The MA in Applied Sociology emphasizes the application of sociological knowledge, social theory, and research methods aimed at the development of policies and programs working toward social justice and change. Course work focuses on a range of practical and marketable research skills in research methods, applied social statistics, qualitative research and evaluation methods, as well as writing for a public sociology audience. Students gain competence in the foundations of sociological theory and knowledge of race and class inequalities in relation to the faculty’s core strengths of urban sociology, mass incarceration, community health, urban education and youth advocacy.
Because Roosevelt is situated in the heart of downtown Chicago, students will have unique opportunities to work in the actual communities impacted by the social forces they study in the class. Students in the program are strongly encouraged to pursue service-learning and internship opportunities with non-profit community organizations, public service agencies, urban schools and after school programs, and activist groups to gain practical experience in the community and city while working for social change. Students will also have opportunities to work with the Department’s three research centers: the Policy Research Collaborative, Mansfield Institute for Social Justice and Transformation, and the St. Clair Drake Center for African and African-American Studies.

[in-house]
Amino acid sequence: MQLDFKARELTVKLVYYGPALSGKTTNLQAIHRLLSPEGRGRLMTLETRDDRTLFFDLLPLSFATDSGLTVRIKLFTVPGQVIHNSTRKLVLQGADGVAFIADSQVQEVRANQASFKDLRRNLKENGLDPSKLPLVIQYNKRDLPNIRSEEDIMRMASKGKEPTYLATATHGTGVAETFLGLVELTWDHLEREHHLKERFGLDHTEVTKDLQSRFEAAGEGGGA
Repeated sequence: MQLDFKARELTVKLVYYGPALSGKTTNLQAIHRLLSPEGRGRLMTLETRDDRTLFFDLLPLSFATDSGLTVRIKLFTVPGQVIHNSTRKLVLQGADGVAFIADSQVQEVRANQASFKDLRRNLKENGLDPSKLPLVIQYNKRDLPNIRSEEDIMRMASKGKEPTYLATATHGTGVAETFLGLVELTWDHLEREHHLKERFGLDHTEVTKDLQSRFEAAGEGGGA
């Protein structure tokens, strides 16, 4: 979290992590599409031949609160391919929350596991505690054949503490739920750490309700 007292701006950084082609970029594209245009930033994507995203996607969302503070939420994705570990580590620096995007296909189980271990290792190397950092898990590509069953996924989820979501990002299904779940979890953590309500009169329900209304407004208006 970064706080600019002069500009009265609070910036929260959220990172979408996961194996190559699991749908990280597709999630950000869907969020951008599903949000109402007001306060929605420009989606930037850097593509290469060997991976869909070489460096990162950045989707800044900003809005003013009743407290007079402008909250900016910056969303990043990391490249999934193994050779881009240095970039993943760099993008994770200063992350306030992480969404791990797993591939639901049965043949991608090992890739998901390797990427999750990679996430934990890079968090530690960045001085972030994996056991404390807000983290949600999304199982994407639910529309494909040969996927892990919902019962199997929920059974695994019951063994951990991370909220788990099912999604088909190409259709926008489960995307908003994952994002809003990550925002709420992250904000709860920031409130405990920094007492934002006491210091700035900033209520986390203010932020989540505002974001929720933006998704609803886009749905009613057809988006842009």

Completion of this degree normally requires two years as a full-time student, taking nine credit hours per semester. The program also provides part-time students a path toward completing the degree in a timeframe that is compatible with their busy schedules.